Wednesday, 15 December 2010

The winter and Leam blues

Every year about this time I begin to get the same feeling regarding my fishing; I suppose you might call it winter fishing blues or, on the other hand, you could call it a plain old mood 'cos I can't go and do what I want to. This feeling normally happens when fishing options - where to fish and what to do - get narrowed down by the onset of winter. Like many of my fellow bloggers I find the only option I have to fulfil my fishing addiction is to turn to chub fishing on small streams. I don't mind a bit of chub fishing here or there, but faced with no other real options it becomes quite a bind, and the prospect of doing nothing else for another month or so makes me start looking at the price of golf clubs on ebay. The situation this year has been compounded by my eagerness to plan for next years fishing challenge before the new year sets in, to enable me to bag the seven to ten new PB's I reckon I will need to win. This has resulted in me formulating a list if target species, venues and times of year in which to target them! So already before Xmas is even here, I am dreaming of warm summer evenings watching ripples emanating from a piece of peacock quill or baking behind a set of buzzers waiting for a screaming run. But back in reality at the top of my list for the new challenge the words chub, Avon and January bring me back with a slap...

The weather had eased off a bit toward the end of the week and with the feeling back in my toes after my last outing, I agreed with Rob to go on a exploring session with him to a river I have ignored purposely for a long time.

I don't know what it is about the river Leam in my home county of Warwickshire but it just does not excite me at all. I have heard rumours of good fishing here and there, I have had the odd session on it every so often, but every time I walk away from it I never get that feeling that I want to rush back. To be honest I have always seen it as the poor relation of the Avon with it's almost static flow and smaller fish. I am sure that it could be great in its own ways but it just doesn't wet the appetite enough for me to dedicate enough of my time to find out. Which is a real pity as in places its a real stunner...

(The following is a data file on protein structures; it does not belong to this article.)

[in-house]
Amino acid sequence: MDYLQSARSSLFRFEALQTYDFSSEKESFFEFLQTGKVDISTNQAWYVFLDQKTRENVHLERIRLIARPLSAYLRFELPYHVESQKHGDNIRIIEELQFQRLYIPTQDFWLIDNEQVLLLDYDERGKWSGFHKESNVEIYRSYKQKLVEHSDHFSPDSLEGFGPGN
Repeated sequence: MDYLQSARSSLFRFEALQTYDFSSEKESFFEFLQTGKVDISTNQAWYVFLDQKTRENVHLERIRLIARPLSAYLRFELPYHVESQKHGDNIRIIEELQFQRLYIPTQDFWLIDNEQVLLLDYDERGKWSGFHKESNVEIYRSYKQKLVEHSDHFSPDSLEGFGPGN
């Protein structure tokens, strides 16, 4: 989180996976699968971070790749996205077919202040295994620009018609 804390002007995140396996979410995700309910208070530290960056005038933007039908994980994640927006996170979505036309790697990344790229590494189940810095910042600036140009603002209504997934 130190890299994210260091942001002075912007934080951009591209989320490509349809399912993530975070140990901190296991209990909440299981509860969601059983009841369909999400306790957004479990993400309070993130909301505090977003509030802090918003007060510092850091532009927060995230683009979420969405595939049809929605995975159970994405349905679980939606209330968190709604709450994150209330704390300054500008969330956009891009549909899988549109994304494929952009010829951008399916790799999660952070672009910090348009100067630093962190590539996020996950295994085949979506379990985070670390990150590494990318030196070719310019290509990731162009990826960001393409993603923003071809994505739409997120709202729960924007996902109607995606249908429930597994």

Carrying only a tiny bag filled with a selection of baits, one light quiver tip rod and a landing net, Rob and  hopped over each other through some of the most savage scrub the English countryside has to offer. After  a hour or so, whilst running a stick float through a nice glide, Rob drew first blood with a nice chub before missing a couple of bites. The upper section we were exploring was all new to me even though it has always been on my Leamington angling club book. I have fished the lower half of this stretch but normally only when the canal nearby has been frozen. 

Bites were hard to come by but finally after moving back down to the bottom of the stretch I located a shoal of fish prepared to engage my morsel of bread. After forty minutes of tiny bites I did manage to contact with a fish. The disbelief that I had just spent all that time trying to catch a nano dace that wouldn't even be big enough to use as a perch bait shifted me on. 

It was much the same in the next swim as my rod tip trembled constantly before out of no where a real bite appeared. Watching the line zig-zag all over the river, seeing a flash of silver; I swear I nearly pooped my pants as I dared to dream it was a big roach! But only too soon a pair of big white lips appeared at the end of the landing net.

A nice 3lb chub was enough to put a smile on my face but just imagine what my face would have been like if it was a 3lb roach.... 

As I write this something just occurred to me from deep within my addled memory! A few years ago on this stretch not far away from where I caught this chub, Rob and myself spotted an epic pike lying in the edge waiting for a tasty chub to swim by. Now that is something that might tempt me back to the Leam in the next month or so...


  1. Man that's a big chub. We get river chub in the summer here, but not like that. I bet it put a nice bend in the fishing rod.

    The Average Joe Fisherman

  2. As Chub go here in the UK it is a very average fish. 3lb fish are common, 5lb fish are a good size, 6lb fish are getting into that special place and anything above that is considered a monster.
    The current UK record is over 8lb.

    I am not sure if our chub is the same species you get in the US. But I would be interested to find out, so if you leave the Latin name as your chub as a comment I will find out.

    And yes it did put a rather serious bend in my light quiver tip rod...